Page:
More than 8 million Americans have signed up for health insurance through the Affordable Care Act, a triumphant President Barack Obama announced Thursday.
Obama hailed the number -- which exceeds expectations -- and said that 35 percent of those who enrolled through the federal marketplace are under the age of 35, a coveted demographic that is cheaper to insure.
He argued that the law has also helped tame soaring health care costs, saying that since the law took effect, health care spending has risen more slowly than at any time in the past 50 years. In the decade before the Affordable Care Act, he said, employer-based insurance rose almost 8 percent a year. Last year, it grew at half that rate.
This thing is working, Obama said, calling for Republicans to lay down their fight to repeal the law.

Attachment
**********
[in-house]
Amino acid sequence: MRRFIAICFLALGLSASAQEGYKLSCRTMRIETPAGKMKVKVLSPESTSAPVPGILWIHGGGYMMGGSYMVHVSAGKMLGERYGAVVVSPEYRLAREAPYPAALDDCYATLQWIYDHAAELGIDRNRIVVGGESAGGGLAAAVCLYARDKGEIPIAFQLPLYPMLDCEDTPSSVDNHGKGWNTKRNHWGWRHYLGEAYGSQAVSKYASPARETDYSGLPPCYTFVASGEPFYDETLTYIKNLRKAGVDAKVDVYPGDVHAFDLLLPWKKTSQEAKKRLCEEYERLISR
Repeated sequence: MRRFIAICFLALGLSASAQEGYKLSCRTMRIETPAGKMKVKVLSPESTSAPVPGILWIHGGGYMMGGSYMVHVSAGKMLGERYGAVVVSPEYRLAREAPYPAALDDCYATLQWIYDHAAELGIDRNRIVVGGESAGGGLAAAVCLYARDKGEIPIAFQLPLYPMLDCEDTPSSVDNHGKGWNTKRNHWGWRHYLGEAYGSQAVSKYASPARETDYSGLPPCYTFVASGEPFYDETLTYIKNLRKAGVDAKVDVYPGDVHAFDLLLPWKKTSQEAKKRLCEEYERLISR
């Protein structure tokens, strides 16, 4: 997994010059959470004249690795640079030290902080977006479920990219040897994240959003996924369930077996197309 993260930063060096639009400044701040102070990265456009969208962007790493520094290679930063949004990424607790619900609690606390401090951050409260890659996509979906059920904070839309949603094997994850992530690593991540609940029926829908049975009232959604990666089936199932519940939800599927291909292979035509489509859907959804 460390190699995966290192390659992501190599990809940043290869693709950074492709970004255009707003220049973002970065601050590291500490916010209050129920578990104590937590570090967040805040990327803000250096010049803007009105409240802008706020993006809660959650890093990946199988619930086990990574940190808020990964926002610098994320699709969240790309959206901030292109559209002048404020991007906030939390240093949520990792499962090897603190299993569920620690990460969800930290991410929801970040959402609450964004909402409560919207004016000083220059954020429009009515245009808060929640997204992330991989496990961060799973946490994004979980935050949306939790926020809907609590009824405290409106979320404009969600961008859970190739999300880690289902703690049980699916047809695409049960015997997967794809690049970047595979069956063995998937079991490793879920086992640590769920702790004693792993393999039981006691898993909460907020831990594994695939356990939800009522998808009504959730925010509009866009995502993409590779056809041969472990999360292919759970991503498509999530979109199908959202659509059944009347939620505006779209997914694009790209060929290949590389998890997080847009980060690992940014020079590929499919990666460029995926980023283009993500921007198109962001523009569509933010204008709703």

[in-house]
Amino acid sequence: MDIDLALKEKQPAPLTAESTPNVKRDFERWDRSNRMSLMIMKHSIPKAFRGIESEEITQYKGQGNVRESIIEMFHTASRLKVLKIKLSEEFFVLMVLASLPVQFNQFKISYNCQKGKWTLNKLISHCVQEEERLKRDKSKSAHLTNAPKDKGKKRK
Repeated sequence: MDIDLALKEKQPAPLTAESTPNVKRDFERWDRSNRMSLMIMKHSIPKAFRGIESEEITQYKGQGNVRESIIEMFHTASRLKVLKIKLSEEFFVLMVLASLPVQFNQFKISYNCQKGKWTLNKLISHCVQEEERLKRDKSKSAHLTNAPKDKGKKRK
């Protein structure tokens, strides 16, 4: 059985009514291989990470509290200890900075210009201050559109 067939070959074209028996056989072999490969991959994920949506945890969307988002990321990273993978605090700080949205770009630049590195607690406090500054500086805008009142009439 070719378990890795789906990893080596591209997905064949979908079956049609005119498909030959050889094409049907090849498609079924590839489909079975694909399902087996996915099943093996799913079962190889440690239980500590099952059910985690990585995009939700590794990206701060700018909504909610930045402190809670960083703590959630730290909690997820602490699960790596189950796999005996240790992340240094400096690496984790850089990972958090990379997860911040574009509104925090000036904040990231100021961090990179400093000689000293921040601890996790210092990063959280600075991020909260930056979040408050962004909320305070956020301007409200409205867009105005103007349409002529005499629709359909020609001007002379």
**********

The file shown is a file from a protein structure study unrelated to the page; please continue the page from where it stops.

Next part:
We know we've got more work to do, he said. But we now know for a fact that repealing the Affordable Care Act would increase the deficit, raise premiums for millions of Americans, and take insurance away from millions more, which is why, as I've said before, I find it strange that the Republican position on this law is still stuck in the same place that it has always been.
He called it well past time to move on as a country and refocus our energy on the issues that the American people are most concerned about, and that continues to be the economy, because these endless, fruitless repeal efforts come at a cost.
Republicans showed no inclination to fold their tents. Senate Republican Leader Mitch McConnell countered that countless Americans have unexpectedly been forced out of the plans they had and liked, are now shouldering dramatically higher premiums, and can no longer use the doctors and hospitals they choose.
Its long past time for Washington Democrats to work with us to remedy the mess they createdand that means repealing this law and replacing it with real reforms that actually lower costs, McConnell said.